Sunday, December 29, 2013

Almendrales on a Winter Sunday

I made an excursion to the Directed Settlement of Almendrales in Madrid today, and took a few pictures. I was able to get into the hypostyle church, with its slender columns and skylights, inspired in the "multi-polar" spaces of a mosque, and inspiration in turn, no doubt, for Rafael Moneo's Atocha Railroad Station. The columns double as rain gutters.

The housing was built by the Franco regime to replace shanty towns that sprang up around Madrid in the 1950s (see my related article on the Directed Settlement of Caño Roto). 

Church (1961-64)
José María García de Paredes

Settlement (1958 - 1964)
Ramón Vázquez Molezún
José Antonio Corrales
Javier Carvajal
José María García de Paredes

Warm, rough, simple brick, regular orientation to the light (evident in these pictures) without a sense of repetition, due to the rippling setbacks of the housing blocks.

Suppression of regular street grid for parking cul-de-sacs and green spaces, now with mature trees.

Low buildings for local shopping along one of the streets, and a kind of market in one area.

The openness and trees, the light and reflected light from the brick, set the district apart from its surroundings.

Many blocks have been renovated and finished in stucco. Otherwise the complex is remarkably preserved. The access to the church has been changed, and the covered porch along one side of the patio, and connecting the church to the parish house, has disappeared. But the patio's Mediterranean pines make up for this loss, I think.

Approach to the church (left)
Upper class houses built to the north of Madrid in the 1960s and 70s, in places like La Florida or Aravaca, often feature similar textures of warm brick. It seems to me to be a different brick from earlier or later periods, a brick that responds to the light with its rough texture, but a pink brick not too highly fired. This mixture of brick, relfected light and trees: elements of the Organicist Eden.

Church plan:
Colegio Oficial de Arquitectos de Madrid, J. M. García de Paredes Arquitecto (1924 - 1990), COAM, Madrid, 1992, page 71.

The best site plan I could find so far. Top of plan is north:
Luis Moya González, Barrios de Promoción Oficial. Madrid 1939 - 1976, COAM, Madrid, 1983, page 212.

Location: Metro Almendrales
The settlement runs along the Avenida de Córdoba, the old highway route to the south, on the western side of the Manzanares River just south of the Legazpi Bridge.

Typical floor plan for the blocks:
Fundación COAM, Ramón Vázquez Molezún, Fundación COAM, Madrid, 2006, page 104.
From the Legado Vázquez Molezún

Tuesday, December 24, 2013

EuroVegas Pie-In-The-Sky, Goodbye!

Good news that you won't find making the PR circuit this month: the EuroVegas gambling complex proposed outside Madrid by Las Vegas Sands' owner Sheldon G. Adelsohn will not be built.

Goodbye to a 17 billion euro investment, 12 hotels with 36,000 rooms, six casinos, golf courses, shopping malls, a convention center, bars and restaurants. And goodbye, supposedly, to some 250,000 new jobs.

The project was cancelled because the Spanish government didn't accept the promoter's latest demands, but these were so far-fetched that they look more like a lame exit strategy on the part of Adelsohn (they included reducing taxes on gambling earnings to 1%).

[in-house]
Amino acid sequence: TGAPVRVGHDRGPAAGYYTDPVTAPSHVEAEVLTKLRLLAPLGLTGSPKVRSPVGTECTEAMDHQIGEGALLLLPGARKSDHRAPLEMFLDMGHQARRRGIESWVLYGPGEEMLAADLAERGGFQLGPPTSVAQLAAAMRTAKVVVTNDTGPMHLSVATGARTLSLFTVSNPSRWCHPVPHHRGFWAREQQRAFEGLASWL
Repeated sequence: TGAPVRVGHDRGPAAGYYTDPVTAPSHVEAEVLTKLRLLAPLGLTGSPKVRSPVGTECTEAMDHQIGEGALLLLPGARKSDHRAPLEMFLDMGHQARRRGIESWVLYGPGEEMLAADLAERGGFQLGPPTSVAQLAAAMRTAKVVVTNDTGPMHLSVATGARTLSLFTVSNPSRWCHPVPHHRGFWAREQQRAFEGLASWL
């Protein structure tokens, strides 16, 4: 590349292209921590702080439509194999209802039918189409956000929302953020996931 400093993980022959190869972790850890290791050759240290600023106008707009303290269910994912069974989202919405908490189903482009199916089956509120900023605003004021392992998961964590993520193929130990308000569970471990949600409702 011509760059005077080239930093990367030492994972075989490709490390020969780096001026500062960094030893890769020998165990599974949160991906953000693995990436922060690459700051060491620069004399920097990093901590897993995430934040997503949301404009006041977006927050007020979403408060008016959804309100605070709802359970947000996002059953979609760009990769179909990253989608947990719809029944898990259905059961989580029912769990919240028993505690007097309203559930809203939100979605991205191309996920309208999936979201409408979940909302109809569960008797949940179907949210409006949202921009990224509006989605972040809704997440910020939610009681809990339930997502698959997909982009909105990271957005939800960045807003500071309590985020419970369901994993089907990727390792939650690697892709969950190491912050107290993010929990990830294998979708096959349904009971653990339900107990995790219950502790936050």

Analysts suggest that the real reason Adelsohn pulled the plug is the failure of banks to line up financing for the project. Too much pie-in-the-sky.

So what's to celebrate? It's not like Spanish politicians didn't rush in to try to meet Adelsohn's demands for changes in labor laws, smoking restrictions, zoning and other legal niceties.

Didn't they learn anything from the past 15 years of debauched investments in failed theme parks, airports and cities of this and that (Culture, Arts and Sciences, Cine, Justice, etc. etc.)? No, it's the same old formula. But for once the banks didn't go along (the banks that went along with the first 15 years of boondoggling are no longer in the business).

How could they believe that EuroVegas, with its cheap jobs and mafia taint, could be a solution to anything?

Despite it all, though, I'm celebrating.

Goodbye, EuroVegas!
Bon Voyage!!!

Photo: Rendering of EuroVegas
From The Guardian. Feb. 8, 2013

Stories on the cancellation: 
Eurovegas not coming to Madrid after company demands rejected
El País, Dec. 13, 2013
(in English)

José Marcos
EuroVegas planta a Madrid por Asia
El País, Dec, 13, 2013

Monday, December 23, 2013

Enter Velux Awards for Architecture Students

I have received the following announcement from The Architectural Review (UK) and a Velux, manufacturers of skylights and blinds:


  The VELUX Group challenges students of architecture from all over the world to explore and investigate daylight in architecture under the overall theme Light of Tomorrow. With a generous prize fund of 30,000 euros, the International VELUX Award is open to creative reflections on the role of daylight in architecture; not just as a design component or external factor, but as a central issue concerned with shaping architecture and promoting sustainability.

Entrants can freely explore the role of daylight in the built environment, whether focusing on daylight in urban contexts, in individual buildings, or as a more abstract concept.

The Award encourages an open-minded dialogue on the nature of the light of tomorrow based on experimental approaches and imaginative thinking. In particular, it focuses on the importance of sunlight and daylight in the context of sustainable development, taking human needs and the rhythms and balances of nature into account.